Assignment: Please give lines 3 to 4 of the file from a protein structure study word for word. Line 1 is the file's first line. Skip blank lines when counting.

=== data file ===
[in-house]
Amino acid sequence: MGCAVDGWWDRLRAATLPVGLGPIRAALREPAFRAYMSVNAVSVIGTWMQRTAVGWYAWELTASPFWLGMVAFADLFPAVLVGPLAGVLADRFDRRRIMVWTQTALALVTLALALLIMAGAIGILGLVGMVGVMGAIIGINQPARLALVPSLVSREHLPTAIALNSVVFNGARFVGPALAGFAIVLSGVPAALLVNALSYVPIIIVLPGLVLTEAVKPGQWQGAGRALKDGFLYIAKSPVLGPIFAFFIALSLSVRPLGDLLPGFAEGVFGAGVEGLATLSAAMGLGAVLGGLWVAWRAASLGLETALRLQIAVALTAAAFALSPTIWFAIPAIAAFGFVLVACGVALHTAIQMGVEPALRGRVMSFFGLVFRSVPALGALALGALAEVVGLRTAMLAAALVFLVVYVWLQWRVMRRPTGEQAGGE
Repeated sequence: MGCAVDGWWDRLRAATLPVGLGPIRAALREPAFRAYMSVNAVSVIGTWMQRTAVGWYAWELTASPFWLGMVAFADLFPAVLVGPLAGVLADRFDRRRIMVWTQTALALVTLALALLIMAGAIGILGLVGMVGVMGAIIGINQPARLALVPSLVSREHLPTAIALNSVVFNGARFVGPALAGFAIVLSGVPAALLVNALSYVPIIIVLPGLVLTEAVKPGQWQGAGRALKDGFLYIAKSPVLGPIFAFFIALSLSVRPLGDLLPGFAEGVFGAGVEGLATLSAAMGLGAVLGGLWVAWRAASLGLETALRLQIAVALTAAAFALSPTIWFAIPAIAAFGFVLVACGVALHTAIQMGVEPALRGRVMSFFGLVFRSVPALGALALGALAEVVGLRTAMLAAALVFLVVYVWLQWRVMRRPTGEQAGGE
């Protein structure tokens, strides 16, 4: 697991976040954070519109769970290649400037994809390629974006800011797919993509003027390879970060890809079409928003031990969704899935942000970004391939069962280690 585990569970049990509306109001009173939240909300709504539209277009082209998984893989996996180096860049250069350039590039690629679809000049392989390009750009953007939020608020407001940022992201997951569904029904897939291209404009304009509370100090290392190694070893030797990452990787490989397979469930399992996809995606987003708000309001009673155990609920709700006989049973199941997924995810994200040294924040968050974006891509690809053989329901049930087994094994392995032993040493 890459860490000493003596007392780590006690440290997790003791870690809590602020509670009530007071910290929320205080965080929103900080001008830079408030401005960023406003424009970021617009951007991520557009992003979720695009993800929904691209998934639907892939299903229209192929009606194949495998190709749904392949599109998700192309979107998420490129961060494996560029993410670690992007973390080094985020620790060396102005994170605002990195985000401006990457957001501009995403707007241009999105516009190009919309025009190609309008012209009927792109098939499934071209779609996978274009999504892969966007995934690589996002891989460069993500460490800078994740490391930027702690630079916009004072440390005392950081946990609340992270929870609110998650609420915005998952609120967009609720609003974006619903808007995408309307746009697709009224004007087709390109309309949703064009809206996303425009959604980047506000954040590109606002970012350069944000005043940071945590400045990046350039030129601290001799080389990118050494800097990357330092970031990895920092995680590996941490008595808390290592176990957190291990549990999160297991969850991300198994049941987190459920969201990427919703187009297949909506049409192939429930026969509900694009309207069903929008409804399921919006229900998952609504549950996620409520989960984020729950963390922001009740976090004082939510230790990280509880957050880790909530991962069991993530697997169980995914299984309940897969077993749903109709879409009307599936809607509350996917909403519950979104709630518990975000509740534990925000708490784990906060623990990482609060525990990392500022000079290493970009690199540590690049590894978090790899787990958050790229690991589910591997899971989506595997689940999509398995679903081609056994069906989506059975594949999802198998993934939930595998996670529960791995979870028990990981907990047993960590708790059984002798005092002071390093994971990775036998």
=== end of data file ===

Repeated sequence: MGCAVDGWWDRLRAATLPVGLGPIRAALREPAFRAYMSVNAVSVIGTWMQRTAVGWYAWELTASPFWLGMVAFADLFPAVLVGPLAGVLADRFDRRRIMVWTQTALALVTLALALLIMAGAIGILGLVGMVGVMGAIIGINQPARLALVPSLVSREHLPTAIALNSVVFNGARFVGPALAGFAIVLSGVPAALLVNALSYVPIIIVLPGLVLTEAVKPGQWQGAGRALKDGFLYIAKSPVLGPIFAFFIALSLSVRPLGDLLPGFAEGVFGAGVEGLATLSAAMGLGAVLGGLWVAWRAASLGLETALRLQIAVALTAAAFALSPTIWFAIPAIAAFGFVLVACGVALHTAIQMGVEPALRGRVMSFFGLVFRSVPALGALALGALAEVVGLRTAMLAAALVFLVVYVWLQWRVMRRPTGEQAGGE
């Protein structure tokens, strides 16, 4: 697991976040954070519109769970290649400037994809390629974006800011797919993509003027390879970060890809079409928003031990969704899935942000970004391939069962280690 585990569970049990509306109001009173939240909300709504539209277009082209998984893989996996180096860049250069350039590039690629679809000049392989390009750009953007939020608020407001940022992201997951569904029904897939291209404009304009509370100090290392190694070893030797990452990787490989397979469930399992996809995606987003708000309001009673155990609920709700006989049973199941997924995810994200040294924040968050974006891509690809053989329901049930087994094994392995032993040493 890459860490000493003596007392780590006690440290997790003791870690809590602020509670009530007071910290929320205080965080929103900080001008830079408030401005960023406003424009970021617009951007991520557009992003979720695009993800929904691209998934639907892939299903229209192929009606194949495998190709749904392949599109998700192309979107998420490129961060494996560029993410670690992007973390080094985020620790060396102005994170605002990195985000401006990457957001501009995403707007241009999105516009190009919309025009190609309008012209009927792109098939499934071209779609996978274009999504892969966007995934690589996002891989460069993500460490800078994740490391930027702690630079916009004072440390005392950081946990609340992270929870609110998650609420915005998952609120967009609720609003974006619903808007995408309307746009697709009224004007087709390109309309949703064009809206996303425009959604980047506000954040590109606002970012350069944000005043940071945590400045990046350039030129601290001799080389990118050494800097990357330092970031990895920092995680590996941490008595808390290592176990957190291990549990999160297991969850991300198994049941987190459920969201990427919703187009297949909506049409192939429930026969509900694009309207069903929008409804399921919006229900998952609504549950996620409520989960984020729950963390922001009740976090004082939510230790990280509880957050880790909530991962069991993530697997169980995914299984309940897969077993749903109709879409009307599936809607509350996917909403519950979104709630518990975000509740534990925000708490784990906060623990990482609060525990990392500022000079290493970009690199540590690049590894978090790899787990958050790229690991589910591997899971989506595997689940999509398995679903081609056994069906989506059975594949999802198998993934939930595998996670529960791995979870028990990981907990047993960590708790059984002798005092002071390093994971990775036998």